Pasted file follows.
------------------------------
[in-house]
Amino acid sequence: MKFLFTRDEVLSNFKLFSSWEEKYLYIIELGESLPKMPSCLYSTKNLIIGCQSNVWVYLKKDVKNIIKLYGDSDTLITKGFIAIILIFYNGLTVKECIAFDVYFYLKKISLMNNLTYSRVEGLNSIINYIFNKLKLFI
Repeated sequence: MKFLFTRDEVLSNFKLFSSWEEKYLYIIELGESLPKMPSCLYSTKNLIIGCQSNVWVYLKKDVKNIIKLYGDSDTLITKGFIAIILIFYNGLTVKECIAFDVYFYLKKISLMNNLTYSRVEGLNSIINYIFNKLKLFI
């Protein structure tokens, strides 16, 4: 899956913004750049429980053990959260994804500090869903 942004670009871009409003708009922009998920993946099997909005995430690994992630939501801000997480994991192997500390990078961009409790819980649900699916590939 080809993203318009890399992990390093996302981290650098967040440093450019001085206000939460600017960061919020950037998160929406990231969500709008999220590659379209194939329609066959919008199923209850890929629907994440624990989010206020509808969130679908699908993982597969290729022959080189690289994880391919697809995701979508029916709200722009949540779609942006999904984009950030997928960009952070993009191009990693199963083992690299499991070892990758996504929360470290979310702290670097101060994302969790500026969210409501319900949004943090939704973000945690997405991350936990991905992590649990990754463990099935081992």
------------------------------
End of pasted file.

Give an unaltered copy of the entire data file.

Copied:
[in-house]
Amino acid sequence: MKFLFTRDEVLSNFKLFSSWEEKYLYIIELGESLPKMPSCLYSTKNLIIGCQSNVWVYLKKDVKNIIKLYGDSDTLITKGFIAIILIFYNGLTVKECIAFDVYFYLKKISLMNNLTYSRVEGLNSIINYIFNKLKLFI
Repeated sequence: MKFLFTRDEVLSNFKLFSSWEEKYLYIIELGESLPKMPSCLYSTKNLIIGCQSNVWVYLKKDVKNIIKLYGDSDTLITKGFIAIILIFYNGLTVKECIAFDVYFYLKKISLMNNLTYSRVEGLNSIINYIFNKLKLFI
């Protein structure tokens, strides 16, 4: 899956913004750049429980053990959260994804500090869903 942004670009871009409003708009922009998920993946099997909005995430690994992630939501801000997480994991192997500390990078961009409790819980649900699916590939 080809993203318009890399992990390093996302981290650098967040440093450019001085206000939460600017960061919020950037998160929406990231969500709008999220590659379209194939329609066959919008199923209850890929629907994440624990989010206020509808969130679908699908993982597969290729022959080189690289994880391919697809995701979508029916709200722009949540779609942006999904984009950030997928960009952070993009191009990693199963083992690299499991070892990758996504929360470290979310702290670097101060994302969790500026969210409501319900949004943090939704973000945690997405991350936990991905992590649990990754463990099935081992």